How Brazil bishop allegedly misused church funds

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Some time after a new bishop arrived in the central Brazilian city of Formosa in 2015, parishioners started to notice a few changes.

The diocese went from credit to an £18,000 ($23,592) debt, and stopped publishing public accounts. Church funds were used to buy 15 new cars – two of which immediately disappeared – and the cost of running Bishop José Ronaldo Ribeiro’s house spiraled from £920 to £6,400 a month, they alleged.

Amid increasing concern, congregants stopped paying their tithe in protest, although Ribeiro denied any wrongdoing.

Nonetheless, prosecutors opened a criminal investigation and began tapping phones.

And what they found shocked them.

Nearly half a million pounds donated by the faithful for baptisms, marriages, confirmations and donations had been used to buy luxury watches, laptops, cellphones, cattle, a ranch and even a shop selling lottery tickets, according to prosecutors.

On Wednesday the Vatican said it had accepted Bishop Ribeiro’s resignation, two days after he and 10 others – including five priests, a lawyer and an accountant – went on trial on charges including racketeering, money laundering, misrepresentation and embezzlement.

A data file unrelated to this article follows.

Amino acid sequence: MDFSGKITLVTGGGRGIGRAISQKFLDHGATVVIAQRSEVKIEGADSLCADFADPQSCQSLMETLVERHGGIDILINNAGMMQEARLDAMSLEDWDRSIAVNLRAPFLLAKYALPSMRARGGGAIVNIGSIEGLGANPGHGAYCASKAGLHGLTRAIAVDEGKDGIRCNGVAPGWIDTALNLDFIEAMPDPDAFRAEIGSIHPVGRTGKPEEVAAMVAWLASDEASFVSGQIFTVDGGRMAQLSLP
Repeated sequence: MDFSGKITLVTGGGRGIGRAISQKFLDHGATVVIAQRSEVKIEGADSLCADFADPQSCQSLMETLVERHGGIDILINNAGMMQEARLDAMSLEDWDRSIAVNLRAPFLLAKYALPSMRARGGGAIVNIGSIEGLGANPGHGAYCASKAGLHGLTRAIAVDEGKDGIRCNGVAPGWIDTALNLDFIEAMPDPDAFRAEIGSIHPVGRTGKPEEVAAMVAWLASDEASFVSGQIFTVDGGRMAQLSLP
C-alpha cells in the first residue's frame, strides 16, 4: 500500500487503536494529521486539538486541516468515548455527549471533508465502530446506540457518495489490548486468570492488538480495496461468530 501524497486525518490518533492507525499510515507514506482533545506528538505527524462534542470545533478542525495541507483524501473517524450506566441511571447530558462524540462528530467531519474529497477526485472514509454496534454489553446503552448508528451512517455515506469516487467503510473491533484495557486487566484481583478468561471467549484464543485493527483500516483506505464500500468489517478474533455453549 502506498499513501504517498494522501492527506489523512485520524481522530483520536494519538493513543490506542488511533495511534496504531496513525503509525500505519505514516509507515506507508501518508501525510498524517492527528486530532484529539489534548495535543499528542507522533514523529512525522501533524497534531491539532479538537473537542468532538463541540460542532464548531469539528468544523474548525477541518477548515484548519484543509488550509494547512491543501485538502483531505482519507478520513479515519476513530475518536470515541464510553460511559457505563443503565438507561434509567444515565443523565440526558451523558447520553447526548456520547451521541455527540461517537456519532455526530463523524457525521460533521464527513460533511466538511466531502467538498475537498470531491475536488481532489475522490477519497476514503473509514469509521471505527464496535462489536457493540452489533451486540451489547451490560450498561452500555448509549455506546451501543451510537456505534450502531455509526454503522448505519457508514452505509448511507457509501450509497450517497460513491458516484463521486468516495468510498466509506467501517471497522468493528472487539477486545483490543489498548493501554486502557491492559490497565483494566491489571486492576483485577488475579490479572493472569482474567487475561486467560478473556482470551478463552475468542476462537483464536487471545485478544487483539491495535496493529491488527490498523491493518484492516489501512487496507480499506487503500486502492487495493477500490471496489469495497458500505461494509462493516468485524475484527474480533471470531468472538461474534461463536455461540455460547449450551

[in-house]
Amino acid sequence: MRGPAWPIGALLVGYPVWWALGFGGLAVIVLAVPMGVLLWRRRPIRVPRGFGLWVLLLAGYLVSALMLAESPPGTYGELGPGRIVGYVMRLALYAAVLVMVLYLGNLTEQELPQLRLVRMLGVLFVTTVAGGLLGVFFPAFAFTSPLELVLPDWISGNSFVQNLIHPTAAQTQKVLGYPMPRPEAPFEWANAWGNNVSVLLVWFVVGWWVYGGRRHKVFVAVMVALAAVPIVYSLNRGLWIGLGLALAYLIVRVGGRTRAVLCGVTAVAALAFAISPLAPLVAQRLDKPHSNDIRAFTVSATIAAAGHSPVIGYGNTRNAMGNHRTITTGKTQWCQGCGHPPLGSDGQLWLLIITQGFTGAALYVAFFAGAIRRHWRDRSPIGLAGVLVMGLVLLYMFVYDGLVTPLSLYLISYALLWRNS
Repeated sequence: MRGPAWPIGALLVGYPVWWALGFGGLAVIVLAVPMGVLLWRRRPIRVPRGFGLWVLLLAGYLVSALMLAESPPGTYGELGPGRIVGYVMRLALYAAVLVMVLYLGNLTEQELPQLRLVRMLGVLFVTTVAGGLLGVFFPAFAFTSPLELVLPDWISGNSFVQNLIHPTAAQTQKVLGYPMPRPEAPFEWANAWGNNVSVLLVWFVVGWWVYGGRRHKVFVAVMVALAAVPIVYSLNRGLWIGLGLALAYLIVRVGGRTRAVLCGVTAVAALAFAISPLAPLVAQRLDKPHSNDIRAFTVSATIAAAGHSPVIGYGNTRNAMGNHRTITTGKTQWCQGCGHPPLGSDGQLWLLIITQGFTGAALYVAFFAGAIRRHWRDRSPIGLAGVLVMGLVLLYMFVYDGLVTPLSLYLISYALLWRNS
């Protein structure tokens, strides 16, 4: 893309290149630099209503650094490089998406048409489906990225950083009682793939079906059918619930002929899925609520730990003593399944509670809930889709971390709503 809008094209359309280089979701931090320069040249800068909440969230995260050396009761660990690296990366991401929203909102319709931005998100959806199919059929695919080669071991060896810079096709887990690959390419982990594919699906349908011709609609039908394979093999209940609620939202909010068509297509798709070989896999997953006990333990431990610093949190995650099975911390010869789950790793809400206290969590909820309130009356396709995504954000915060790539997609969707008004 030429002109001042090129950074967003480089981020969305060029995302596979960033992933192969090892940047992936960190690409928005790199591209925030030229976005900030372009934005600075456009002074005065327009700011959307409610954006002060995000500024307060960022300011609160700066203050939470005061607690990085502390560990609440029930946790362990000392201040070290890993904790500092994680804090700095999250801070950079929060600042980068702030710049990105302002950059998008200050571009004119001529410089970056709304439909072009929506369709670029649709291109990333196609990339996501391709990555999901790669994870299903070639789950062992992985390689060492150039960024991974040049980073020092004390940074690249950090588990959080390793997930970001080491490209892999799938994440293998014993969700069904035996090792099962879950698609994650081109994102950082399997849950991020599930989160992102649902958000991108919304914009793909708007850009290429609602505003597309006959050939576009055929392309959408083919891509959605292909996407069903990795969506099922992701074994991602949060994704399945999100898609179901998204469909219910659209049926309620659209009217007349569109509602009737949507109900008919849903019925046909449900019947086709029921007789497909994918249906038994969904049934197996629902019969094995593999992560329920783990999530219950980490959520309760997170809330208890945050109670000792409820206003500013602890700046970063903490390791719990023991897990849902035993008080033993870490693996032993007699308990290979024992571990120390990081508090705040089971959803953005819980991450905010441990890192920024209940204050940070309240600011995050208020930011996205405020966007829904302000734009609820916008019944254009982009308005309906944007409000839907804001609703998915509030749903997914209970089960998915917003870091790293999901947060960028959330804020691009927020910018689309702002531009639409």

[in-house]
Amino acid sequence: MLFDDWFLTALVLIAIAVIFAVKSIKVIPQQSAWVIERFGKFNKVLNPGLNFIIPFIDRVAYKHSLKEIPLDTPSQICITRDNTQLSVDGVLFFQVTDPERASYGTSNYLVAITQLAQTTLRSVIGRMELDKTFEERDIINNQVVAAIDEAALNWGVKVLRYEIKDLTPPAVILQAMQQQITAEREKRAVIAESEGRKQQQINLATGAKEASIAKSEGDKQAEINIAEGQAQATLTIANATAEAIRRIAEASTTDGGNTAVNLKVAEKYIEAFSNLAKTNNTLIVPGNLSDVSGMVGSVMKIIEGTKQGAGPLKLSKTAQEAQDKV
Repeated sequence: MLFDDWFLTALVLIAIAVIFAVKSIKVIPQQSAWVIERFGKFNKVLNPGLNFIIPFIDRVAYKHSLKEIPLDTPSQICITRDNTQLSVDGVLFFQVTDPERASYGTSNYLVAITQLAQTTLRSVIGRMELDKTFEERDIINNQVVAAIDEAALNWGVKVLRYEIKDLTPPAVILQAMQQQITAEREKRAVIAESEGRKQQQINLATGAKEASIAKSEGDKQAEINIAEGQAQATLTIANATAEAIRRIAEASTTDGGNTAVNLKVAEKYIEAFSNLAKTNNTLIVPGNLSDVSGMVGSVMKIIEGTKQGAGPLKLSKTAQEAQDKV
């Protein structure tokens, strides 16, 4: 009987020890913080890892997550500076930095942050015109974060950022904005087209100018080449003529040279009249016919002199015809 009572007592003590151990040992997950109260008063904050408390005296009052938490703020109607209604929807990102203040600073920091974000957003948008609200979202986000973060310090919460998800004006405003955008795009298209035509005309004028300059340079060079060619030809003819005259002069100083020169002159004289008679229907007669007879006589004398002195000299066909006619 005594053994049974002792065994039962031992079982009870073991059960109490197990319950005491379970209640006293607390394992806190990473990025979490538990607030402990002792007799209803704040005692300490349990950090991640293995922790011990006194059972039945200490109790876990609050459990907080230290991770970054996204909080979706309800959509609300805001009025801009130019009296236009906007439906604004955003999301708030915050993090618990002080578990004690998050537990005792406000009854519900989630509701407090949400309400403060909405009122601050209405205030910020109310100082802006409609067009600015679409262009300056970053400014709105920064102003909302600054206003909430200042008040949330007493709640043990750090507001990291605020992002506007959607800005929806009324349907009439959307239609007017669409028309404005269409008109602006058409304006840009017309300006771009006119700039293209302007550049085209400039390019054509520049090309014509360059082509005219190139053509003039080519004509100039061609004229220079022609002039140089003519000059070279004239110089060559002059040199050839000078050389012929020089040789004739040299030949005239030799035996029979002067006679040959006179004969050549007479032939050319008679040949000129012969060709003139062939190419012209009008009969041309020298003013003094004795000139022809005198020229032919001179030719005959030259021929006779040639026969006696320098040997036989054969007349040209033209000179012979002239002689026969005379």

If convicted they face potential sentences of up to 20 years.

“They used church money for their benefit,” said prosecutor Douglas Chegury.

According to court documents, Bishop Ribeiro took money from the diocese, via bank transfers, cheques and cash.

Another of the accused, Father Epitácio Pereira, took £65,000 in 2015 alone and prosecutors found £71,000 in a false floor under his wardrobe along with electronic goods and expensive designer watches during his arrest.

A third priest was found to have £72,000 in his bank account while a fourth bought a lottery shop in the town of Posse in the name of third parties, according to prosecutors.

After the arrests, the Metrópoles news website reported that parishioners in Ribeiro’s previous diocese of Janaúba in Minas Gerais state had complained over his high-handed behaviour and failure to provide accounts, and 19,000 people signed a petition calling for his removal from that post.

Father Cristiano Faria, a specialist in canonical law, said the church’s own investigation will be sent to Rome, and that Ribeiro could be suspended or even lose his status as bishop.

Lucas Rivas, Ribeiro’s lawyer, said: “The charges against him are nothing more than lawfare powered by the ideology of violence and prejudice now dominant in Brazil – at the very time the Catholic Church is globally under attack.”

All of the accused deny the charges. They have also argued that the Brazilian state has no control over church affairs, Chegury said.

Chegury said that Ribeiro played a central role in the crimes, adding that he was “surprised and disappointed” that a bishop should be involved in wrongdoing, given the widespread revulsion over a succession of graft scandals involving powerful Brazilian politicians and business leaders.

“Brazil is going through a very serious and chronic corruption crisis and one of our only hopes is in faith,” said Chegury.

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